Over on the Atlantic there’s a compendium of cheeky marginalia Monks and their scribes have scribbled into gilded manuscripts, courtesey of Lapham’s Quarterly.
A pair of big-name writers have new shorter-form ebook originals out. Stephen King’s Guns is a “pulls-no-punches essay” about gun violence in America, with all proceeds going to Brady Campaign to Prevent Gun Violence. Meanwhile, Richard Russo has a new novella, Nate in Venice.
Mark O’Connell’s recent essay in these pages discussed how long, challenging novels can hold you captive (in both the good and bad senses of that phrase). Now, in the Times, Manohla Dargis and A.O. Scott come to the defense of “the slow and the boring” in film, responding Dan Kois’s Times Magazine piece confessing he’s “suffering from a kind of culture fatigue and have less interest in eating my cultural vegetables.”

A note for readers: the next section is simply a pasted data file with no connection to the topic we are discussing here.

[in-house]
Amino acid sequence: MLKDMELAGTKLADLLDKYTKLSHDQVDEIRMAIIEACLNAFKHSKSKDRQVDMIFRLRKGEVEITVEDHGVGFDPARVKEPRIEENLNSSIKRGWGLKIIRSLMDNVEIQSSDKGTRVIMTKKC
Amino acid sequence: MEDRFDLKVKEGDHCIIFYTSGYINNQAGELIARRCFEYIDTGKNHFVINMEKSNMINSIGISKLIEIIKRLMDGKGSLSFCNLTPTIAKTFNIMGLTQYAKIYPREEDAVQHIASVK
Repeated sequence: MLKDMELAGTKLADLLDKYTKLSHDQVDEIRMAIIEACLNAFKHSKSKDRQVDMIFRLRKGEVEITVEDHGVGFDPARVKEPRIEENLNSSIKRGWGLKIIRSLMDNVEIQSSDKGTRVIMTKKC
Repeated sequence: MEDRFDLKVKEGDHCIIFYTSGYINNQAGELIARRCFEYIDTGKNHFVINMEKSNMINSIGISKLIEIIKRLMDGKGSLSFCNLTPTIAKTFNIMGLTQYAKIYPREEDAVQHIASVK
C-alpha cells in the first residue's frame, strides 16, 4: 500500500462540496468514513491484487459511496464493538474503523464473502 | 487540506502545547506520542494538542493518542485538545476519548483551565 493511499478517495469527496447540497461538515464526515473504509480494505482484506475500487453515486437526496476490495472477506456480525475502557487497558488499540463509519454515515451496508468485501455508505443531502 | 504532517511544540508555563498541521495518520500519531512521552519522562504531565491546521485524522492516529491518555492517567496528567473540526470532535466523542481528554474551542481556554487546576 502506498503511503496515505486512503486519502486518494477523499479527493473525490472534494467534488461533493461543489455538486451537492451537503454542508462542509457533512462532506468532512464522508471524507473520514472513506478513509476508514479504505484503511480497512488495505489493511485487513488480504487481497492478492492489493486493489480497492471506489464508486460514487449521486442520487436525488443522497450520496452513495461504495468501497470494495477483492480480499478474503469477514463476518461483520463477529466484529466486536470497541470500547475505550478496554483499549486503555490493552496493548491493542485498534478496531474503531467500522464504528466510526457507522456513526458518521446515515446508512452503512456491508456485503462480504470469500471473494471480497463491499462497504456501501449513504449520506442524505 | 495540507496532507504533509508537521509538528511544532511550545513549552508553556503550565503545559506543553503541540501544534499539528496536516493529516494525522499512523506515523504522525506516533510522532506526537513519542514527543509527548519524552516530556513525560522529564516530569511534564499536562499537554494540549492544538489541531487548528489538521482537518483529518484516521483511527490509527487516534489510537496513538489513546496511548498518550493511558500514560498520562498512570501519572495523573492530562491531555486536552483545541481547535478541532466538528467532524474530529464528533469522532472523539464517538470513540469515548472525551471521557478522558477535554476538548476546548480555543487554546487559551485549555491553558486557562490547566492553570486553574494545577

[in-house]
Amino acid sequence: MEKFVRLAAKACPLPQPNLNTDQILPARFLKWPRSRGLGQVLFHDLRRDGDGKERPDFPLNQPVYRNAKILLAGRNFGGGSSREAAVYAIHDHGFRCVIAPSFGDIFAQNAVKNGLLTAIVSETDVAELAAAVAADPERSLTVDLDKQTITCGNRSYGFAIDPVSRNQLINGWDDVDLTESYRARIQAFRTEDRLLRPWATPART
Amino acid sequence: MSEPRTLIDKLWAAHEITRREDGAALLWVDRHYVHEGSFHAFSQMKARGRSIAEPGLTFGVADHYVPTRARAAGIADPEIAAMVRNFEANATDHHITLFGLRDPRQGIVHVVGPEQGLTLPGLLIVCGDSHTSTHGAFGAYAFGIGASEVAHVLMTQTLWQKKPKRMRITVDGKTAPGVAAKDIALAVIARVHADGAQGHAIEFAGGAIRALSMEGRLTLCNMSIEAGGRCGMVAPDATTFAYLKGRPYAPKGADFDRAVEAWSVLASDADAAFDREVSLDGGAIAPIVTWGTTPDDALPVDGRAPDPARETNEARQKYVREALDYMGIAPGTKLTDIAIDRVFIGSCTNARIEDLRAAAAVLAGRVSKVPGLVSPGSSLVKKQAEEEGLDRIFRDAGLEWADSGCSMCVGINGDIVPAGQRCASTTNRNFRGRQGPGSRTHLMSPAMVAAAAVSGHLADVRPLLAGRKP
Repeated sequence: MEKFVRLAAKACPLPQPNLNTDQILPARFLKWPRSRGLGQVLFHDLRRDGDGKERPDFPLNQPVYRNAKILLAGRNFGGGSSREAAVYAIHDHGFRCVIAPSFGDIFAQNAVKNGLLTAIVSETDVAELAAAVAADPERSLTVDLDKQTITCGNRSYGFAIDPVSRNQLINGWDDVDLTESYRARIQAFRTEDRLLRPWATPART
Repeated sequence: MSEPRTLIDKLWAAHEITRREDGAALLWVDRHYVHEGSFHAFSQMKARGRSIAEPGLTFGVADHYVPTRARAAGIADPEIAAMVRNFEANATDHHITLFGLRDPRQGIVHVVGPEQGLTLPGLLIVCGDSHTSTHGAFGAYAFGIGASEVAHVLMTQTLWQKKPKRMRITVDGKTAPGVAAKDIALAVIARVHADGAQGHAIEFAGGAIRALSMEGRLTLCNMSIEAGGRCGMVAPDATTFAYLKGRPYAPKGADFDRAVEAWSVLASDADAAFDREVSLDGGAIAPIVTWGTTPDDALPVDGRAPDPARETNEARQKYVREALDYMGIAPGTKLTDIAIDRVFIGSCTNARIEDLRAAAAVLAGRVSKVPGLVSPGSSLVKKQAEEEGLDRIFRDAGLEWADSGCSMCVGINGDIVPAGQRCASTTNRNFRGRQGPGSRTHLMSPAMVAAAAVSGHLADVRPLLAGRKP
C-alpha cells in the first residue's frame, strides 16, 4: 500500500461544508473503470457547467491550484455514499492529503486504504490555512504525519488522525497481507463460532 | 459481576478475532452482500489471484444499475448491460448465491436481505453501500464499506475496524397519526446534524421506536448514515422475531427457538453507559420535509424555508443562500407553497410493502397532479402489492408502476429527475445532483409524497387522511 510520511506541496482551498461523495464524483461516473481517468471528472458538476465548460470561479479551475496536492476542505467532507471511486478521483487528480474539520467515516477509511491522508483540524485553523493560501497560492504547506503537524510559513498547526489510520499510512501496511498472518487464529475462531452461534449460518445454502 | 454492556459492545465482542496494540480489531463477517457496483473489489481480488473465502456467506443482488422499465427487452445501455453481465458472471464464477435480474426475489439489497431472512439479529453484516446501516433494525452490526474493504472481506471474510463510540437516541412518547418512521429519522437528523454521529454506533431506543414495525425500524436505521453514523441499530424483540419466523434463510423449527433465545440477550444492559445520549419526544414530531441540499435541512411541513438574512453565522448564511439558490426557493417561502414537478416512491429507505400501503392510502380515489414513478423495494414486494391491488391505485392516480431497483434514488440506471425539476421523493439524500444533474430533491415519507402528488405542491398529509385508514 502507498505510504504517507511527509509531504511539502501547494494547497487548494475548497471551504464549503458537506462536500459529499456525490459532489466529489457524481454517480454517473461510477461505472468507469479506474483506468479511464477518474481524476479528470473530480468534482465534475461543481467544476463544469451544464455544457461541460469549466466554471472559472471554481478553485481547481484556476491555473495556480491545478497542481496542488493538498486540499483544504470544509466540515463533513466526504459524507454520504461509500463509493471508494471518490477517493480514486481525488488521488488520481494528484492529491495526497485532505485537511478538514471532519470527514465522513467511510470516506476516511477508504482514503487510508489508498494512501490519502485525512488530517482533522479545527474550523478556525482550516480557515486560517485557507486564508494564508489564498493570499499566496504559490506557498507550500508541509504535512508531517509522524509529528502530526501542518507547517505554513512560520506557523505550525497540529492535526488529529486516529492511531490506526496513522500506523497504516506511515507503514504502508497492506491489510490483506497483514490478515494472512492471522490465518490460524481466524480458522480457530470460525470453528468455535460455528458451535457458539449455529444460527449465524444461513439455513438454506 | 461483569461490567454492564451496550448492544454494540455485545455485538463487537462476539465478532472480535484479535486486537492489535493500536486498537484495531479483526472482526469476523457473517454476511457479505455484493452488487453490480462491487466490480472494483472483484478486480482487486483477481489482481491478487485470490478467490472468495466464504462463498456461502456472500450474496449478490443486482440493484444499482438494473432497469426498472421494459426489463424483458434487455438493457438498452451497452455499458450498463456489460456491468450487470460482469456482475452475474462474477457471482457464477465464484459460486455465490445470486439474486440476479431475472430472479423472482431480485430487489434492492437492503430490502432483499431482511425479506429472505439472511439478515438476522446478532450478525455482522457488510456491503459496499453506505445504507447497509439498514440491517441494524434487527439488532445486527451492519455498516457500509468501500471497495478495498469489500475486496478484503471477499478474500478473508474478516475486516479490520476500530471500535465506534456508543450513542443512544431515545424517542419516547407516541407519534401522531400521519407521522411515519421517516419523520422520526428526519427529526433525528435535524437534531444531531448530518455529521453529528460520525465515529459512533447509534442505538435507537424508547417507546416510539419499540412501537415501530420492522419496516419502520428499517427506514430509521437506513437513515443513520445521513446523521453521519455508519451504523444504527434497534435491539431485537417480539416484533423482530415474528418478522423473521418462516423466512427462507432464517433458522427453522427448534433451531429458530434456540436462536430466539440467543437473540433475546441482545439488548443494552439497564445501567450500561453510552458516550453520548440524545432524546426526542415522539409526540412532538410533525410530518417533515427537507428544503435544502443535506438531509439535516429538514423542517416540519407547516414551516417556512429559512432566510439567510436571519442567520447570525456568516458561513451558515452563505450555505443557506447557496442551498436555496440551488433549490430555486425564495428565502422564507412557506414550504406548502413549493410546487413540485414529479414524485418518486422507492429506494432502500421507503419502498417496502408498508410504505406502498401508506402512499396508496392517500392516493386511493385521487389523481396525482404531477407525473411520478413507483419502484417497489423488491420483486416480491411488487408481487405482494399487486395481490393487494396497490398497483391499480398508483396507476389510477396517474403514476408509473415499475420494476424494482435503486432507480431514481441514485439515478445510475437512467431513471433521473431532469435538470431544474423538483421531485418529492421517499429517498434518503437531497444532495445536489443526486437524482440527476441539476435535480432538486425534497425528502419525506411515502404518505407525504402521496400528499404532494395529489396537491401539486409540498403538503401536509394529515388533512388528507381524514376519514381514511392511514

“Hamlet’s famous last words—’The rest is silence’—are less punning than ironic, since both his parting, eloquent gasps and his death play out amidst a growing bassline beat. ‘What warlike noise is this?’ Hamlet asks as the poison takes hold. The drums and commotion signal the arrival of the Norwegian crown prince Fortinbras, who bursts into the quiet of the massacred Danish court. From the beginning of Hamlet, we’re taught to think of sovereignty as a manipulation of sound waves.” What does silence mean in this age of constant digital noise? The Literary Hub takes a look.